2. In light of rule No.1, never, ever turn your back on a physician on a scene.

3. Approximately 98% of physicians volunteering assistance are intoxicated, don't really want to volunteer in the first place, but are afraid of looking bad in front of their spouses and friends, who naturally expect them to offer assistance.

4. In light of rule No.3, invite them to help in some harmless but important-seeming activity. Run an ECG strip and ask them to " interpret " it, or hand them a spare stethoscope and ask them to " assess breath sounds ". Give them a face-saving way out.

5. If the physician is really starting to annoy you or  interferes with treatment protocols, advise him/her that they must accompany  the patient to the receiving hospital, in the ambulance. Allow them to advise  their family and friends to which hospital the ambulance is going to.  Then  enroute (code 3 ) (10-30) change your destination.


                              Memo to all EMS personnel

To:            All EMS Personnel From: Chief of Operations
Subject:    Proper Narrative Descriptions

It has come to our attention from several emergency rooms that many EMS narratives have taken a decidedly creative direction lately. Effectiveimmediately, all members are to refrain from using slang and abbreviations to describe patients, such as the following.

  1. Cardiac patients should not be referred to as suffering from MUH (messed up heart), PBS (pretty bad shape), PCL (pre-code looking) or HIBGIA (had it before, got it again).
  2. Stroke patients are NOT "Charlie Carrots." Nor are rescuers to use CCFCCP(Coo Coo for Cocoa Puffs) to describe their mental state.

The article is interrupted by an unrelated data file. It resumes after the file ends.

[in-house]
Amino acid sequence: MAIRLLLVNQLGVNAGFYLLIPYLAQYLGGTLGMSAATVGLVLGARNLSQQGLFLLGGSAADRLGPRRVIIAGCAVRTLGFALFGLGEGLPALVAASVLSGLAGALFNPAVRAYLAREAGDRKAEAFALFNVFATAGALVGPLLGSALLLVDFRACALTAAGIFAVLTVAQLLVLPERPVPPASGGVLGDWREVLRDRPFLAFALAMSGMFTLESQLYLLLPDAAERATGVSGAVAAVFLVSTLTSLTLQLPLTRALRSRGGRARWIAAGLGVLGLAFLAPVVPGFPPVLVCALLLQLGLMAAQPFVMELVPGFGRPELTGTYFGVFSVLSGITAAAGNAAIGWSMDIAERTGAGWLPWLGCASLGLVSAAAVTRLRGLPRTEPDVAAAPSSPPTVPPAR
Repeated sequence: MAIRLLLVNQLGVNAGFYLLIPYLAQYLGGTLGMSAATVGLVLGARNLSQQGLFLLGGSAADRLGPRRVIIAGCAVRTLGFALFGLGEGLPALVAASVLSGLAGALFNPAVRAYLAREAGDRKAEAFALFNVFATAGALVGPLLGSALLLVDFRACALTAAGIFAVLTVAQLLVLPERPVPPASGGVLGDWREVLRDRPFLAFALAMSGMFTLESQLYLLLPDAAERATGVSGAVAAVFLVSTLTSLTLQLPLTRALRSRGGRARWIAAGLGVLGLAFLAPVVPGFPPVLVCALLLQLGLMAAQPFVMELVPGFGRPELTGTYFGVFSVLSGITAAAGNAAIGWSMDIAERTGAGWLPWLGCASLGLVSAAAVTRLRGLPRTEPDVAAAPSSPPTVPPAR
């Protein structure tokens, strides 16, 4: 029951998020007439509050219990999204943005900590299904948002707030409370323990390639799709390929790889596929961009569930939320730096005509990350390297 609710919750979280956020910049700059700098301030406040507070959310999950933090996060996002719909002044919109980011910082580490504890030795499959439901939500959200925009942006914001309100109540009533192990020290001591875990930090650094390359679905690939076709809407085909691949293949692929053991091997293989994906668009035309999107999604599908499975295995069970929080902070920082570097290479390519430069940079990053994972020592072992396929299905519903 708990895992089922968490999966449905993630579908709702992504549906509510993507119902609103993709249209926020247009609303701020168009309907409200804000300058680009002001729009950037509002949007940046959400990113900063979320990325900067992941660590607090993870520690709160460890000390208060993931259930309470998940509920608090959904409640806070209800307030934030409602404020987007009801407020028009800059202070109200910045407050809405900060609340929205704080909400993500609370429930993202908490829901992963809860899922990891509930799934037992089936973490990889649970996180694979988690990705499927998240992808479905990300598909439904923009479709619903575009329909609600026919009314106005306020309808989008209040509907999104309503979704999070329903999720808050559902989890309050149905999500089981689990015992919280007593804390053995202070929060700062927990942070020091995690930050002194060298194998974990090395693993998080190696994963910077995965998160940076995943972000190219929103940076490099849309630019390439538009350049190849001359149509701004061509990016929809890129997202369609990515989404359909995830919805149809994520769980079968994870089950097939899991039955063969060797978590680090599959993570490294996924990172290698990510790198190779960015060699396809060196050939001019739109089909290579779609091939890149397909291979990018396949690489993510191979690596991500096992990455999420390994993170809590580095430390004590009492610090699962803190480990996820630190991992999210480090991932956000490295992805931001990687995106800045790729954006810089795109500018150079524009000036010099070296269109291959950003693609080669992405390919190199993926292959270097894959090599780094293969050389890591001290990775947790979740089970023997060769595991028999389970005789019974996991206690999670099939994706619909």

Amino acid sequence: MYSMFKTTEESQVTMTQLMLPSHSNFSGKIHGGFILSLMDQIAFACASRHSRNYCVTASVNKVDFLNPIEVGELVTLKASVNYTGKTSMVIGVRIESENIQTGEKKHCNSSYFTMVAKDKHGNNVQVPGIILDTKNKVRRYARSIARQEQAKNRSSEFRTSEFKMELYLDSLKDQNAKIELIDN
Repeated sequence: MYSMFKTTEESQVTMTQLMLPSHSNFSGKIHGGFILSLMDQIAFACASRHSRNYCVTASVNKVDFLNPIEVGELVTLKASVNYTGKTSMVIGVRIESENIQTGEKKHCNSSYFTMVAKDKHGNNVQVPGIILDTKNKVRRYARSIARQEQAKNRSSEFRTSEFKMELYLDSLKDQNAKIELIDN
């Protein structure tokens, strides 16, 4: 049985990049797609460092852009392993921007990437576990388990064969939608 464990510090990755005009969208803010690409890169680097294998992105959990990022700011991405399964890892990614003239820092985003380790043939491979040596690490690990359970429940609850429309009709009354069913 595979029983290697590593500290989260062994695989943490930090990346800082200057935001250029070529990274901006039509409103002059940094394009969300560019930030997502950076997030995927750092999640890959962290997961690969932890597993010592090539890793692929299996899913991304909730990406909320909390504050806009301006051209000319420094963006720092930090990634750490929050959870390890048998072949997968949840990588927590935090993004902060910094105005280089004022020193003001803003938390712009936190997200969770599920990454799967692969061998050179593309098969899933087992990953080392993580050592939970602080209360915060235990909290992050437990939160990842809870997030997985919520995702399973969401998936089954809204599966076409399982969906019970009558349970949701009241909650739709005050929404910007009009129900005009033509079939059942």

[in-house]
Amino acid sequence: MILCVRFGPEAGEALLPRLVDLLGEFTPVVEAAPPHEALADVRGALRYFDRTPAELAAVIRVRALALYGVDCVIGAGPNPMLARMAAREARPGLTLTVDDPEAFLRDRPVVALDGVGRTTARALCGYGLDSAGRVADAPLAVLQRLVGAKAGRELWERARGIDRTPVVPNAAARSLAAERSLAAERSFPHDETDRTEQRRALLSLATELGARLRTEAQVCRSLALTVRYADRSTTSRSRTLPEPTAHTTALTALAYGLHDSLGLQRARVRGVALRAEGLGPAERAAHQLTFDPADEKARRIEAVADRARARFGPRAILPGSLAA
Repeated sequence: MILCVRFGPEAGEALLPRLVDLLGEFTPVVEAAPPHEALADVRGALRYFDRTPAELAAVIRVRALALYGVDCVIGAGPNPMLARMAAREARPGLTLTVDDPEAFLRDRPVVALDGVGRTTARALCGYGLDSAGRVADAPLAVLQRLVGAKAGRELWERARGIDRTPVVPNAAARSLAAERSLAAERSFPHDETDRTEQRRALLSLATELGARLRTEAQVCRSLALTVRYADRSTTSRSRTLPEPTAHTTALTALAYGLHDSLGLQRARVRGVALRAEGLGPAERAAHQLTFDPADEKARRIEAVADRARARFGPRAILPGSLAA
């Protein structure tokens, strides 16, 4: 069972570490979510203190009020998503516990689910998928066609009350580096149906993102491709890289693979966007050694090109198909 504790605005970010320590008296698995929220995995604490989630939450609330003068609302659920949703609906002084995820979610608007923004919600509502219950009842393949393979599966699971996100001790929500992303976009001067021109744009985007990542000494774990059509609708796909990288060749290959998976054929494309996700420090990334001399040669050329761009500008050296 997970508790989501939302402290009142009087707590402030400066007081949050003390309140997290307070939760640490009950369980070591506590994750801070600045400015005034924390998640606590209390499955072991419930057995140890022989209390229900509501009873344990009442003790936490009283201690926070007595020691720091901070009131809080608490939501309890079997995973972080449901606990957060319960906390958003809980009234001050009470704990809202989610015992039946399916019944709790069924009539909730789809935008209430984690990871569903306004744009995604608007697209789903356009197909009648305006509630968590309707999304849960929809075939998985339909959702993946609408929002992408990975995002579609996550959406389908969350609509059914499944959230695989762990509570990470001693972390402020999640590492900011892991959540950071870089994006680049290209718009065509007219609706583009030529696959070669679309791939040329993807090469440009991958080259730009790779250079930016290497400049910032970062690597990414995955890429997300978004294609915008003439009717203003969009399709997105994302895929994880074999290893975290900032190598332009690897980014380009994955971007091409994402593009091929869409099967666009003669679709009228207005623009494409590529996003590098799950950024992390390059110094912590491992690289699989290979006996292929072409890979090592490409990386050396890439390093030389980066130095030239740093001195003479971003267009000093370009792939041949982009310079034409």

3. Trauma patients are not CATS (cut all to shit), FDGB (fall down, go boom), TBC (total body crunch) or "hamburger helper." Similarly, descriptions of a car crash do not have to include phrases like "negative vehicle to vehicle interface" or "terminal deceleration syndrome."
  4. HAZMAT teams are highly trained professionals, not "glow worms."
  5. Persons with altered mental states as a result of drug use are not considered "pharmaceutically gifted."
  6. Gunshot wounds to the head are not "trans-occipital implants."
  7. The homeless are not "urban outdoorsmen," nor is endotracheal intubation referred to as a "PVC Challenge."
  8. And finally, do not refer to recently deceased persons as being "paws up," ART (assuming room temperature), CC (Cancel Christmas), CTD (circling the drain), DRT (dead right there) or NLPR (no long playing records).

Fun With Used Airways

  • Make long slender ice cubes for those hot summer nights.
  • Wear one each of 5 different sizes on the fingers of both hands and pretend to be Freddy Krueger next Halloween.
  • You've heard of tin can phones...how about orapharngeal phones?
  • Tie or otherwise bind 5 together, drill holes through one side only and pretend to be the Pied Piper.
  • On your next suicide call, glue 2 to the victim's head to resemble horns...Tell the coroner the devil made him do it!
  • Conversational swizzle sticks!
  • Sell them as gag reflex testers.
  • They make really neat bubble blowers...Ask the kids!
  • Give one to a hard of hearing patient and tell them it's a new kind of hearing aid.
  • One Word...Teethers!